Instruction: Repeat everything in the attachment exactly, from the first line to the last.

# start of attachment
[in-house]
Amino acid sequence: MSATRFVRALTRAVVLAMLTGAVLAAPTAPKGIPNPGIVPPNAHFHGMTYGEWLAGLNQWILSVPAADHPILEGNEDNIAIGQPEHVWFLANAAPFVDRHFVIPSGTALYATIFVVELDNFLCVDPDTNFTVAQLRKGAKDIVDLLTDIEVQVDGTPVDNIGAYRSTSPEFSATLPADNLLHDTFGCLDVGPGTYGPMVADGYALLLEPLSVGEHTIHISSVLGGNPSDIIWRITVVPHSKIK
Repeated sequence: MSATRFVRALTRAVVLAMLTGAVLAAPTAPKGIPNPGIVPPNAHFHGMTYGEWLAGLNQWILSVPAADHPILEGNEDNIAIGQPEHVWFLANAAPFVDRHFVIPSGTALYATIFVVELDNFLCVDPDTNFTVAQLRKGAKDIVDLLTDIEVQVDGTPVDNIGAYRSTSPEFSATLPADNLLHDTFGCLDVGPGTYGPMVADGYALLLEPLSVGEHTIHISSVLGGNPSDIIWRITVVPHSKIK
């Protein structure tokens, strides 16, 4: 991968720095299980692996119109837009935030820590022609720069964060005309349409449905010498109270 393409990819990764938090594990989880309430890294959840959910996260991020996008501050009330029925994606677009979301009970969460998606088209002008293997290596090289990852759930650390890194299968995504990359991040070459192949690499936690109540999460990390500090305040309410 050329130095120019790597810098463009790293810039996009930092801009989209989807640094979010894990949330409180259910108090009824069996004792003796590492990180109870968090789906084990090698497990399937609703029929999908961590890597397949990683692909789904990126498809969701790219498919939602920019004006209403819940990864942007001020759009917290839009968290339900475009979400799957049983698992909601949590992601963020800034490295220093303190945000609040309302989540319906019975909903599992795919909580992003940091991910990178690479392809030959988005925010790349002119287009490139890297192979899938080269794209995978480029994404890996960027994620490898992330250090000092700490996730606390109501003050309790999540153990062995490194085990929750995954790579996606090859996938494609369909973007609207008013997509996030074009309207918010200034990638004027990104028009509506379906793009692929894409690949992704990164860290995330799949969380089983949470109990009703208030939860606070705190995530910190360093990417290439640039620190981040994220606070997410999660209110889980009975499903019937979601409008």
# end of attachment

[in-house]
Amino acid sequence: MSATRFVRALTRAVVLAMLTGAVLAAPTAPKGIPNPGIVPPNAHFHGMTYGEWLAGLNQWILSVPAADHPILEGNEDNIAIGQPEHVWFLANAAPFVDRHFVIPSGTALYATIFVVELDNFLCVDPDTNFTVAQLRKGAKDIVDLLTDIEVQVDGTPVDNIGAYRSTSPEFSATLPADNLLHDTFGCLDVGPGTYGPMVADGYALLLEPLSVGEHTIHISSVLGGNPSDIIWRITVVPHSKIK
Repeated sequence: MSATRFVRALTRAVVLAMLTGAVLAAPTAPKGIPNPGIVPPNAHFHGMTYGEWLAGLNQWILSVPAADHPILEGNEDNIAIGQPEHVWFLANAAPFVDRHFVIPSGTALYATIFVVELDNFLCVDPDTNFTVAQLRKGAKDIVDLLTDIEVQVDGTPVDNIGAYRSTSPEFSATLPADNLLHDTFGCLDVGPGTYGPMVADGYALLLEPLSVGEHTIHISSVLGGNPSDIIWRITVVPHSKIK
């Protein structure tokens, strides 16, 4: 991968720095299980692996119109837009935030820590022609720069964060005309349409449905010498109270 393409990819990764938090594990989880309430890294959840959910996260991020996008501050009330029925994606677009979301009970969460998606088209002008293997290596090289990852759930650390890194299968995504990359991040070459192949690499936690109540999460990390500090305040309410 050329130095120019790597810098463009790293810039996009930092801009989209989807640094979010894990949330409180259910108090009824069996004792003796590492990180109870968090789906084990090698497990399937609703029929999908961590890597397949990683692909789904990126498809969701790219498919939602920019004006209403819940990864942007001020759009917290839009968290339900475009979400799957049983698992909601949590992601963020800034490295220093303190945000609040309302989540319906019975909903599992795919909580992003940091991910990178690479392809030959988005925010790349002119287009490139890297192979899938080269794209995978480029994404890996960027994620490898992330250090000092700490996730606390109501003050309790999540153990062995490194085990929750995954790579996606090859996938494609369909973007609207008013997509996030074009309207918010200034990638004027990104028009509506379906793009692929894409690949992704990164860290995330799949969380089983949470109990009703208030939860606070705190995530910190360093990417290439640039620190981040994220606070997410999660209110889980009975499903019937979601409008």